In II Chronicles 20, the Moabites, the Ammonites, the inhabitants of Mount Seir (the Edomites, most likely), and possibly another group (the NRSV says “some of the Meunites,” probably basing that on what the Septuagint has) are preparing to attack Judah. The Judahites, under King Jehoshaphat of Judah, fast and seek God’s help, and God encourages them. Jehoshaphat puts a choir of Levites in front of the army of Judah to sing praises to God. God fights on Judah’s behalf, for, under God’s instigation, the Ammonites and Moabites fight the people of Mount Seir, then each other.
I have three items:
1. There is debate about whether this story is historical. Raymond Dillard in the Word Biblical Commentary and David Rothstein in The Jewish Study Bible list different scholarly ideas about this.
a. One view is that II Chronicles 20 is a midrash of the story in II Kings 3. In both stories, Jehoshaphat is king of Judah and is in some sort of conflict with Moab. The stories have some similarities, but also significant differences. In II Kings 3, Moab is rebelling against the king of Israel, and Judah and Edom join Israel to fight Moab. The prophet Elisha says that God will help this Israelite alliance on account of Jehoshaphat, a righteous king, and this happens when the Moabites see some puddles of water and think that they are blood, and that the people of the Israelite alliance have killed each other. Feeling secure, some Moabites rush to get some spoils, and the Israelites come out and kill them. In the heat of battle, the king of Moab sacrifices his oldest son as a burnt offering, and the Israelite alliance departs.
We see common themes in these two stories: the theme of people on one side fighting with each other, and of God supporting one side in battle. But the stories are different. II Chronicles 20 may have borrowed themes from II Kings 3, but I have a hard time believing that the Chronicler there was intentionally interpreting the story in II Kings 3.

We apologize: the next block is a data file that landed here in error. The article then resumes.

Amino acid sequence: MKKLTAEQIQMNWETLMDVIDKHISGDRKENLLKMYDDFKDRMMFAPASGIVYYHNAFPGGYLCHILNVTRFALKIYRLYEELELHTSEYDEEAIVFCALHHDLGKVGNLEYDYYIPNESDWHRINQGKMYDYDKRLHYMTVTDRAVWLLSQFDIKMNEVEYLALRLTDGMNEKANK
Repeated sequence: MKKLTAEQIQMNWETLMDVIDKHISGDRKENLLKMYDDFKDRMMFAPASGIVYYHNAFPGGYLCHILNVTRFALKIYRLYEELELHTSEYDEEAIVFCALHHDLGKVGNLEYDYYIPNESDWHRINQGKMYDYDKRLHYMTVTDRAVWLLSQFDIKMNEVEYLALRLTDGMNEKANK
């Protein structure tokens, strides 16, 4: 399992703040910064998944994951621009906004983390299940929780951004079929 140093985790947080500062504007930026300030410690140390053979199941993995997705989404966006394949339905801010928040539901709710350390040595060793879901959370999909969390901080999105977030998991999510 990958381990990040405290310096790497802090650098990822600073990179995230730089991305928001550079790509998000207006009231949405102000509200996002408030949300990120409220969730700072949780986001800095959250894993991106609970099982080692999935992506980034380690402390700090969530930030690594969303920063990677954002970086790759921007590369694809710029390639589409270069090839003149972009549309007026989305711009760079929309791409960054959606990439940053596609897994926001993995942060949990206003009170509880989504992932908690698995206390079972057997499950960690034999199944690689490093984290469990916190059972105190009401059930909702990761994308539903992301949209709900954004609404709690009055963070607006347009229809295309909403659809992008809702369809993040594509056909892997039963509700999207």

b. Who are the Meunites who may be mentioned in II Chronicles 20:1? (They’re not in the Masoretic Text, but the LXX mentions Minaeans. The MT refers to the third group as people other than the Ammonites, which is a bit odd, so I can understand why there are interpreters who believe that the term was originally a proper name for a specific people-group. It is strange, though, that v 1 does not mention the Edomites or the inhabitants of Seir, since they are presented as part of the Moabite-Ammonite alliance later in the chapter.) One view is that the Meunites were Nabateans who were aggressive in the late fourth-early third centuries B.C.E. According to this view, II Chronicles 20 does not reflect the time of Jehoshaphat, but rather the time when II Chronicles may have been written, a time when Nabateans were aggressive. In this scenario, the Chronicler is retrojecting into history some elements of his own time. The Intervarsity Press Bible Background Commentary, however, mentions alternative possibilities that may indicate that the Meunites in II Chronicles 20:1 reflect a pre-exilic setting, not a post-exilic one. It notes, for example, that inscriptions of the Assyrian king Tiglath-Pilesar III refer to the Mu’unaya.
c. Some think that the Chronicler used an earlier document that talked about an alliance against Jehoshaphat, but others dispute that we can draw firm conclusions about what really happened in battles from the writings of the Chronicler, for his battle stories are stylized and have common themes. I would say that a common theme in Chronicles is dependence on God in battle: sometimes (as in II Chronicles 13-14) the Judahites take more initiative in fighting, and sometimes (as in II Chronicles 20) God does more of the work, but the Judahites still depend on God, and God helps them. The idea of some scholars seems to be that, if a story reflects the author’s ideology, that casts suspicion on its historicity, for real life does not neatly work out according to one’s ideology.